It's all in the details for Trevor Penning.
The New Orleans Saints' rookie tackle, the No. 19 overall pick in the draft, entered the NFL with ferocity in excess. The big man (listed at 6 feet 7, 320 pounds) was an imposer of his will at Northern Iowa, whose physical advantages were vast and noticeable in just about every way.
But as a Saint during OTAs, he has learned that it might require a different route to reach that imposition than was needed when he became one of the most dominant offensive linemen in college football.
"Mainly footwork," Penning said. "(In) college, we didn't spend a ton of time with it. It was more kind of basic. Now, we're kind of getting really detailed about it, just really working on that.
"Using your feet – that's kind of your base of how everything else happens. So with your punch, it comes from the power of your feet and your hips. So getting them planted, getting the perfect set angle, that's kind of what I've been working on."
Coach Dennis Allen said although all of New Orleans' rookies are improving, they're still rookies and the drive for improvement is never ending.
For Penning, in the present, it has come down to sweating the technique.
"I've learned from all the good coaches here that we've got, (former Saints tackle and assistant offensive line) Coach (Zach) Strief, (offensive line) Coach (Doug) Marrone. We're working every day, we're working technique, getting better at that and just progressing.
"I've definitely gotten a lot better. It's just a lot of technique stuff that I wasn't learning in college. Over time you get to learn, you start doing it in team period, you start doing it in (individual period), you get more confident in your ability and just go from there."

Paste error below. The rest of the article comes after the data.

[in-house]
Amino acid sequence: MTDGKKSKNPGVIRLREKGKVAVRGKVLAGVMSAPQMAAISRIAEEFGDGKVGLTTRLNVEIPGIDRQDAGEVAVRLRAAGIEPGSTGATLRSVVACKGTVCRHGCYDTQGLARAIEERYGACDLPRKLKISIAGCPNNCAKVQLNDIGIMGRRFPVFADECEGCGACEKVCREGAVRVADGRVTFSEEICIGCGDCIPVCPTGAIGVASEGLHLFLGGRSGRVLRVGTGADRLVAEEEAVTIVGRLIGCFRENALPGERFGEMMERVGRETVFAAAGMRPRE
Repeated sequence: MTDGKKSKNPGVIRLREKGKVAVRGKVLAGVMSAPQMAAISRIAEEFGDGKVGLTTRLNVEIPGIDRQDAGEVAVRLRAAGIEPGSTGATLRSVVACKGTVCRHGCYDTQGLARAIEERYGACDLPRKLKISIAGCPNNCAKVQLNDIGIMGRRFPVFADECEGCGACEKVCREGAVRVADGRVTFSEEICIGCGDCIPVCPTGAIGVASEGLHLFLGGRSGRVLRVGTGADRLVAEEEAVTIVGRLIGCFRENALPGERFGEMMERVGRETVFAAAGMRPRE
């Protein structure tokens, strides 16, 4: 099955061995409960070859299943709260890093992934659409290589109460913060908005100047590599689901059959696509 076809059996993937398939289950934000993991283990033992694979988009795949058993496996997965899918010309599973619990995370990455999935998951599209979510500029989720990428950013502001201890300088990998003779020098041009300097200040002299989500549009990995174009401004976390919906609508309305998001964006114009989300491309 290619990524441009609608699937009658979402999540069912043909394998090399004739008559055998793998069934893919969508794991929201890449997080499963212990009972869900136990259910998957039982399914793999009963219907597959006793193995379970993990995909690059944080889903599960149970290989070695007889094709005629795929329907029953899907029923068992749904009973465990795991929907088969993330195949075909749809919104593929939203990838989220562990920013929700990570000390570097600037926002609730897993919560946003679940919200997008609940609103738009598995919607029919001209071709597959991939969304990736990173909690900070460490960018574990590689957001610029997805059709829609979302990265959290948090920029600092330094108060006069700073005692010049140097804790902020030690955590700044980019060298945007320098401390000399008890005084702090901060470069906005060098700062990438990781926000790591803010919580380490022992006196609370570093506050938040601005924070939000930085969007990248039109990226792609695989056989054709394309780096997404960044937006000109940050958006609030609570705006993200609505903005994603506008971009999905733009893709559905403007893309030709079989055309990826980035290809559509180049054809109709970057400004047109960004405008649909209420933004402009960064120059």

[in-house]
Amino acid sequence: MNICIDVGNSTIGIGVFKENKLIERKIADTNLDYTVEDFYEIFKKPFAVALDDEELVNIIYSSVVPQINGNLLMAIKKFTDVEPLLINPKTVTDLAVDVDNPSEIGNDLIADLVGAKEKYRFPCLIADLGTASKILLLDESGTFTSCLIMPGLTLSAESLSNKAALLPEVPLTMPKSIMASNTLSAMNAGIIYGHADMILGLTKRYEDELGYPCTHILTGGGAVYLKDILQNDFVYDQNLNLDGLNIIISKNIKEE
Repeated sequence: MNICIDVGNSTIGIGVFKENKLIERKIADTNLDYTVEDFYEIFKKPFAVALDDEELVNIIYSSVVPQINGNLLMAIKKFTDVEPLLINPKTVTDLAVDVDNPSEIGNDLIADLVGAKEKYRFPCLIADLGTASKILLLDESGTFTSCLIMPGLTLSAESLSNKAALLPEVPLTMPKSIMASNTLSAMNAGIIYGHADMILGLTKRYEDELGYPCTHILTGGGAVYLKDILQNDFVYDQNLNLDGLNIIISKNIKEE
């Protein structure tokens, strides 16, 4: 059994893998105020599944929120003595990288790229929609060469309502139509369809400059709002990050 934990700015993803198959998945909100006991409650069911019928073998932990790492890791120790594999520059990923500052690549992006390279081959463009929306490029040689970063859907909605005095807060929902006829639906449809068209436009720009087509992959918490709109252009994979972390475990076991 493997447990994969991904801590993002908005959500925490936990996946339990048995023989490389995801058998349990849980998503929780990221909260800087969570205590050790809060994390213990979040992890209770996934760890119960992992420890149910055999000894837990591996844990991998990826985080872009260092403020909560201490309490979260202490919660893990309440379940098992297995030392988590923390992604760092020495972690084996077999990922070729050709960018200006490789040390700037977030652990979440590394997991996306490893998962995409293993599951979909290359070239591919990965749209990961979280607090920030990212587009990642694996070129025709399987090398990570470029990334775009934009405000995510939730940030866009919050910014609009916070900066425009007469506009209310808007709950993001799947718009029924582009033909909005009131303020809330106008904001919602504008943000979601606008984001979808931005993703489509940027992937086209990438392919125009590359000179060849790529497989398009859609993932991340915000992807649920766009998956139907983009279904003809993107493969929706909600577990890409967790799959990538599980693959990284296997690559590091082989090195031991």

Mind you, Penning isn't casting stones at his college coaches. His development at Northern Iowa helped make him a first-round draft choice and the possible replacement at left tackle for Terron Armstead, one of the best linemen in franchise history who signed with Miami as an unrestricted free agent.
But Penning was able to get by without being as sound.
"It was a lot of different stuff being taught that I wasn't taught in college," he said. "You didn't need it in college. You were more physically gifted than a lot of them. Here, you're going against everybody who'd just as physically gifted as you, so you've got to have good technique."
That improved technique, and the increased reps he has received in OTAs because some veterans opted to skip the voluntary workouts, have pushed Penning's development forward.
"I think it'll help a ton," he said. "Just getting reps against NFL players, that's going to help a ton. Really, it helps slow the game down. You kind of get used to it, you kind of get the feel of what NFL pass rushers are like."